AUVs have the ability to explore under ice regions and collect critical datasets where no other means exists, making them extremely valuable tools for polar climate science. SOOS is establishing a new task team to focus on Autonomous Underwater Vehicles (AUVs) in Antarctica, coincident with the new era of international polar AUV exploration that builds upon leadership of the UK’s Autosub program since 2001.
nupiri muka and it’s team at the Antarctic Gateway Partnership, Australia (Photo: Guy Williams)
An international expert panel met in Vancouver, Canada in June 2018 to guide the new polar AUV programs from Australia and Sweden. This resulted in the first set of recommendation on the formalisation of best practises with respect to standard operating procedures and balancing technical capability with scientific goals (King et al., 2018).
In early 2019 Australia and Sweden went under ice shelves for the first time. While these were relatively short missions, they represented bold and important first steps towards future scientific missions that will fully utilise the capability of AUVs to address the large data gaps in our understanding of the geometry of key Antarctic ice shelves and the ocean/ice interactions therein. Read more about the Australian AUV under ice shelf campaign here and the rare observation of an ice shelf calving during the campaign here.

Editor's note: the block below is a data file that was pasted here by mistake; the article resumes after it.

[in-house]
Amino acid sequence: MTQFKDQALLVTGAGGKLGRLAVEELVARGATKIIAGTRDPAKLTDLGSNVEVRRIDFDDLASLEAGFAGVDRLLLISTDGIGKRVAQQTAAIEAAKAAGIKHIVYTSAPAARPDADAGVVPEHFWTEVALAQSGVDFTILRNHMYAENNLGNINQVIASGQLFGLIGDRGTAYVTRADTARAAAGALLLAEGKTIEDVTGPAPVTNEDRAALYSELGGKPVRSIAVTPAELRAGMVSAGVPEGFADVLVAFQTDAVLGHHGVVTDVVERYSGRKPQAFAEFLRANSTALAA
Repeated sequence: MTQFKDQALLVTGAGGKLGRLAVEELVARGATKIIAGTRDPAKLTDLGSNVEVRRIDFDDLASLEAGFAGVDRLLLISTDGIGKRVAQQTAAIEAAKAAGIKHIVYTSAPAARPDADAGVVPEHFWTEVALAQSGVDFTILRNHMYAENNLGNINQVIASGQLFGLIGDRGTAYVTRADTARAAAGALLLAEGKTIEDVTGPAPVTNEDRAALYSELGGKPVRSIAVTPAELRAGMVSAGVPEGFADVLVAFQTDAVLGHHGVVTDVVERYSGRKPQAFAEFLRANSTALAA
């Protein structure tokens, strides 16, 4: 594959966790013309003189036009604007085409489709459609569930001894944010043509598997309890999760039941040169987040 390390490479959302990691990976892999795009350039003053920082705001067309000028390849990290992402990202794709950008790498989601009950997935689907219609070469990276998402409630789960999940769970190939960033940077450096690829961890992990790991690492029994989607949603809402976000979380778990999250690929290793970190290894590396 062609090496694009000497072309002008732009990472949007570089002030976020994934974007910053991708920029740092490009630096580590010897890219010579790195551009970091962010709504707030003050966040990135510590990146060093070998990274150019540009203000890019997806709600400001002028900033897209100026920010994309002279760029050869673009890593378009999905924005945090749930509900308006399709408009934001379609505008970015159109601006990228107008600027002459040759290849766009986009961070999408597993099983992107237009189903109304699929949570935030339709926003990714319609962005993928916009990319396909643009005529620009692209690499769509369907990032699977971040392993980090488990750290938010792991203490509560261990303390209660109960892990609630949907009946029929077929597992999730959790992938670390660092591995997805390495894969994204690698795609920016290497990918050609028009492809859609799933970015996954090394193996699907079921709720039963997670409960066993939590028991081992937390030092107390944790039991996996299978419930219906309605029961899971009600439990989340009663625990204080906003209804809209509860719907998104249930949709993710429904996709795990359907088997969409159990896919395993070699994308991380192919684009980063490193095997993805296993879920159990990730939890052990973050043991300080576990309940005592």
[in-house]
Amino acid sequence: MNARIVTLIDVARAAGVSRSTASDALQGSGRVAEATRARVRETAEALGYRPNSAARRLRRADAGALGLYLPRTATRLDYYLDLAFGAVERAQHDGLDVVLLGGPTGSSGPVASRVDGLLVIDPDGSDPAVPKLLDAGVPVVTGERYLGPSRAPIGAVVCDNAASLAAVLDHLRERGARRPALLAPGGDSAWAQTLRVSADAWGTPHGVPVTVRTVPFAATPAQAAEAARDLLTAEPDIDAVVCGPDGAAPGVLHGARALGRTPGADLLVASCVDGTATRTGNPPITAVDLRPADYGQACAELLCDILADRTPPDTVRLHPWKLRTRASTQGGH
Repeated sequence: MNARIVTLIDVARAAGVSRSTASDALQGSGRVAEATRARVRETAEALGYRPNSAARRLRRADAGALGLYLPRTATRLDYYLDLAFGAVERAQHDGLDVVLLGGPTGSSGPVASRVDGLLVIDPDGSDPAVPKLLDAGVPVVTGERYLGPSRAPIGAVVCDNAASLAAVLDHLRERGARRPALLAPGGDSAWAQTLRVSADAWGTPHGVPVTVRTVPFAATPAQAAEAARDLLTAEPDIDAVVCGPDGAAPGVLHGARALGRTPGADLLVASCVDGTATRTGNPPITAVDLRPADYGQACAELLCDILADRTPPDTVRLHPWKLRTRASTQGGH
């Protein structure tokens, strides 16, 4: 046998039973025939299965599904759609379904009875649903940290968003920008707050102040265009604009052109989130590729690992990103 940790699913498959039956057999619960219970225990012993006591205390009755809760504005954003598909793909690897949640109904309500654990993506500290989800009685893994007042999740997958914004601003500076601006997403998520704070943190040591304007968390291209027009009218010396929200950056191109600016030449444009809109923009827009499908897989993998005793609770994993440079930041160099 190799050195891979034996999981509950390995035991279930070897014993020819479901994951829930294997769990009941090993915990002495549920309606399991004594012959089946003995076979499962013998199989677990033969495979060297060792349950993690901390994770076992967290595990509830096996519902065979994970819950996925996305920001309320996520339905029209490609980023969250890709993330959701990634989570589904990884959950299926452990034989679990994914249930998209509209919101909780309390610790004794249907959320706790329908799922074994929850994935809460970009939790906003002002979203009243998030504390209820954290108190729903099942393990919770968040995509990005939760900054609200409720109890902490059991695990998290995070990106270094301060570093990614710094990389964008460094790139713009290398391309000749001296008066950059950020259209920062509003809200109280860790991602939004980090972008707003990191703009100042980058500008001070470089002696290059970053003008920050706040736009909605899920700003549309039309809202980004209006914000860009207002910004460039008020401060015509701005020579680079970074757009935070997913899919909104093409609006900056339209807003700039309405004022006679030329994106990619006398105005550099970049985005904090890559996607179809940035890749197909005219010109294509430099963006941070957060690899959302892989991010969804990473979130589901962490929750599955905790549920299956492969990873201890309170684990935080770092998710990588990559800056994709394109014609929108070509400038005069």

nupiri muka at the Sørsdal Glacier, East Antarctic during the early 2019 (Photo: Isak Bowden-Floyd)
In June there was a 2nd International Experts Panel meeting in Norway where members of the Swedish and Australian AUV teams shared experiences of the past season and plans for future deployments. Operation of AUVs beneath ice is an inherently high risk activity, and the support and sharing of experience between members of the AUV community is key to the future success of these operations. Both countries have new plans to return to the Thwaites Glacier region of Antarctica in coming years.
The new SOOS Task Team will build upon these first two workshops, broadening its membership to all SOOS groups actively engaged/interested in AUVs around Antarctica. Key objectives of this task team include (1) bringing together the interested ‘players’ in the field of AUVs in Antarctica to matching/sharing AUVs and teams with compatible icebreakers and research expeditions for potential upcoming/proposed campaigns (2) establishing ‘best practises’ documentation and recommendations for AUVs in the Southern Ocean and (3) working towards standard data formats for both science and engineering outputs.